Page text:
Uncovering the history of the fairy tale cottage at 121 West Boulevard North

History is messy. That’s why writing this piece, The Hansel and Gretel House, about the quaint cottage at 121 West Blvd., North, published in Missouri Life, was so much fun.

But what unusual things have you uncovered via historic homes?

Here’s what I recently learned about one house in Columbia, Missouri.

Often called the Fairy Tale Cottage or the Hansel and Gretel Cottage, many know the house hides a log cabin inside. In fact, many published reports say the log cabin was built in 1911 by its first owner, Arch McHarg, who felled the trees to build the home.

Turns out that’s pretty unlikely. The McHargs bought the lot from Charles Boyle Gordon in 1933. And prior to Gordon’s ownership, the entire plot now occupied by the house was in two sections and owned by completely different individuals. McHarg did, indeed, however transform the log cabin into the Tudor revival home it is today.

But that’s not the only thing missing from previous published reports. Another missing piece is Blanche McHarg, Arch’s wife. Other articles simply leave out her name entirely.

And in the telling of the story of the house, an important owner is often left out as well: Nadine Coleman. She and her husband lived there and added the gardens that make the home the memorable sight it is today. But just as important, Coleman wasn’t just a gardener, she was also one of the early women journalists and an author as well. Turns out she’s the namesake of the woman who resided in the Booneville mansion, Ravenswood. Her mother was widowed and in dire financial straits and had planned to let the mistress of Ravenswood adopt Nadine, but changed her mind and gave her child the woman’s name instead.

How do I know? Because Nadine Coleman wrote a book about it. But no previous reports about the house at 121 West Blvd., North have noted the former owner’s accomplishments. Until now.

That’s what makes historic homes so interesting, you’ll never know what you’ll learn from them.

What interesting facts have you learned from historic homes?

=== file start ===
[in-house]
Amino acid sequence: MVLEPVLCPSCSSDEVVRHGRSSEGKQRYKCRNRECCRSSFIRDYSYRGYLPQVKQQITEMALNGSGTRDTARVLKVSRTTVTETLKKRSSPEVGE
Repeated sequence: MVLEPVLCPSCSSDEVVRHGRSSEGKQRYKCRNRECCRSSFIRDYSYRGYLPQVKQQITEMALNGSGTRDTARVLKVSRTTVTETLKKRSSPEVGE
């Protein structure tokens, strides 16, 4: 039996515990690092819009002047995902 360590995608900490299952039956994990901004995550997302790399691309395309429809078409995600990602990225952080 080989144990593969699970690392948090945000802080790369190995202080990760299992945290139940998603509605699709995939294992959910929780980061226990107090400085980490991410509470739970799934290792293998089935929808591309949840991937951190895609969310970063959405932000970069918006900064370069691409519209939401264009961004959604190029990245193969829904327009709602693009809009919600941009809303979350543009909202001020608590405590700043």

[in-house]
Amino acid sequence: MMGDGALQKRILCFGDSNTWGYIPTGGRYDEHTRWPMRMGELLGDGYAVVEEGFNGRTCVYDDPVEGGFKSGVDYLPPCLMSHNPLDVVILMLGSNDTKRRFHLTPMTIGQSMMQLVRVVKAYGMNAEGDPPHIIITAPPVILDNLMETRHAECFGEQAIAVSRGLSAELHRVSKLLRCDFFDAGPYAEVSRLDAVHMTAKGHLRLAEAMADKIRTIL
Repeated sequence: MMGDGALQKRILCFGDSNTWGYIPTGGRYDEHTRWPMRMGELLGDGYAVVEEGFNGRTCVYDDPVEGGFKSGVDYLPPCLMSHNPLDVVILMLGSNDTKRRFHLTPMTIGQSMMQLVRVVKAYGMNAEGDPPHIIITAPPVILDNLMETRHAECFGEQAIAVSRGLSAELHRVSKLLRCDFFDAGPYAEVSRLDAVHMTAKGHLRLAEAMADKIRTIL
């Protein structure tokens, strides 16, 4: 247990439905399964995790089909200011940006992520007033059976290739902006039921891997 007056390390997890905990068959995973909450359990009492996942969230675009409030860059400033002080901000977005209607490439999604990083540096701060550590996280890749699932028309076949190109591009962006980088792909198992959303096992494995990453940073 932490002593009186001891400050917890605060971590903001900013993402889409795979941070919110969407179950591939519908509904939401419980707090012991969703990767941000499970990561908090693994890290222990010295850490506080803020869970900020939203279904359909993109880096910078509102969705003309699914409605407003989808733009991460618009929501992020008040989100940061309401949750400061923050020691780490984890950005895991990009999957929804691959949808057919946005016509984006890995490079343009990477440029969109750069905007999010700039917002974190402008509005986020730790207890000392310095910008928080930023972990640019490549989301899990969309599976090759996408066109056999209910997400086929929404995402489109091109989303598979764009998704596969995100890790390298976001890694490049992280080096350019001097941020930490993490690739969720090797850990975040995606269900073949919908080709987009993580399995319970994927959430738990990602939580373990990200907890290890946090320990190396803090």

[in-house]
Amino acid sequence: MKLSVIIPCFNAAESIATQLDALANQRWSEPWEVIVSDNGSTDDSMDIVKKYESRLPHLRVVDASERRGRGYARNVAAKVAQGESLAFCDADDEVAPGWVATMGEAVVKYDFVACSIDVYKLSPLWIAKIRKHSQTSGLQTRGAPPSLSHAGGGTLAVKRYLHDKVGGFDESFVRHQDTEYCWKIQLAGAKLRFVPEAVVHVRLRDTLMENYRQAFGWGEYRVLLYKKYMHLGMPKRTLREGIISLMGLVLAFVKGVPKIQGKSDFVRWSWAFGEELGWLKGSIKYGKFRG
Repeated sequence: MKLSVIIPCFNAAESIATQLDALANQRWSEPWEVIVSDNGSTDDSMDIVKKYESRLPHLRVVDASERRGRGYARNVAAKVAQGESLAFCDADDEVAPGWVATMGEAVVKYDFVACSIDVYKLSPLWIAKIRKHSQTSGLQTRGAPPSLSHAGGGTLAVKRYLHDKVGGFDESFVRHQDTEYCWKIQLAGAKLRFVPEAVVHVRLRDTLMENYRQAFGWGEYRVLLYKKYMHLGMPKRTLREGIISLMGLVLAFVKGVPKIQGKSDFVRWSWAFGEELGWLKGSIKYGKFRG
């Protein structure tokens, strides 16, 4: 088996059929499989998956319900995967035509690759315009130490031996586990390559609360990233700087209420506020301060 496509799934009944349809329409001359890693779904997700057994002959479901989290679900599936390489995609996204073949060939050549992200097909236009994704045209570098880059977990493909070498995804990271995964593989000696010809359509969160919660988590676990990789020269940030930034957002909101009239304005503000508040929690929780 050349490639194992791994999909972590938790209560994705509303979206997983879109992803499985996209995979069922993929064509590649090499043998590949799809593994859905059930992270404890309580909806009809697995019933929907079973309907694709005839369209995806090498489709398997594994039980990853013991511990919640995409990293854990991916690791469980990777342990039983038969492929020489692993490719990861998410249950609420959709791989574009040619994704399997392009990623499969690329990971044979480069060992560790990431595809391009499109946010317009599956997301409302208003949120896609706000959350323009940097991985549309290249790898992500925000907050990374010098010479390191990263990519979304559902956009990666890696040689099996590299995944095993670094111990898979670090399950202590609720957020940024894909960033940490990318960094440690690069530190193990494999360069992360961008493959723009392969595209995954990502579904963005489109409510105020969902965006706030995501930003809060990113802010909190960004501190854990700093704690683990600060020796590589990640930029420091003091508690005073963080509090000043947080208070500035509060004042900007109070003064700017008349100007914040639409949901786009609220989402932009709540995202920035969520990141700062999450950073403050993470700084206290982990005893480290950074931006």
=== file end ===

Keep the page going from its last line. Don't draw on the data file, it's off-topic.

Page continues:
Does the April 2013 election bode well for J.W. “Blind” Boone home at 10 N. Fourth Street?

The election on Tuesday, April 2, could herald good news for the renovation of the J.W. “Blind” Boone home at 10 N. Fourth St. The voters re-elected Bob McDaniel as mayor of Columbia, put Karl Skala on City Council for the Third Ward and Ian Thomas on City Council for the Fourth Ward. All these candidates were called “Progressive-leaning,” in this article in the Columbia Daily Tribune.

McDavid has says he supports spending part of the city’s $1.9 million surplus to complete the renovation of this home, where J.W. Boone lived from 1889 until his death in 1927. A famous musician, Boone toured the country playing to black and white audiences, often traveling 10 months a year, playing six nights a week.

The house has been stabilized and the exterior renovated, the inside remains a shell. Remaining costs have been estimated in the area of $500,000.

On Dec. 3, 2012 KOMU.com reported the house project is slated to include a display with video, audio and interactive media and amphitheater, statue of Boone and a garden. The report states the J.W. Boone Heritage Foundation is donating $16,000 to the city for the project.

What do you think are the prospects for a complete renovation of the Boone home? What kind of facility would you like to see in this historic structure?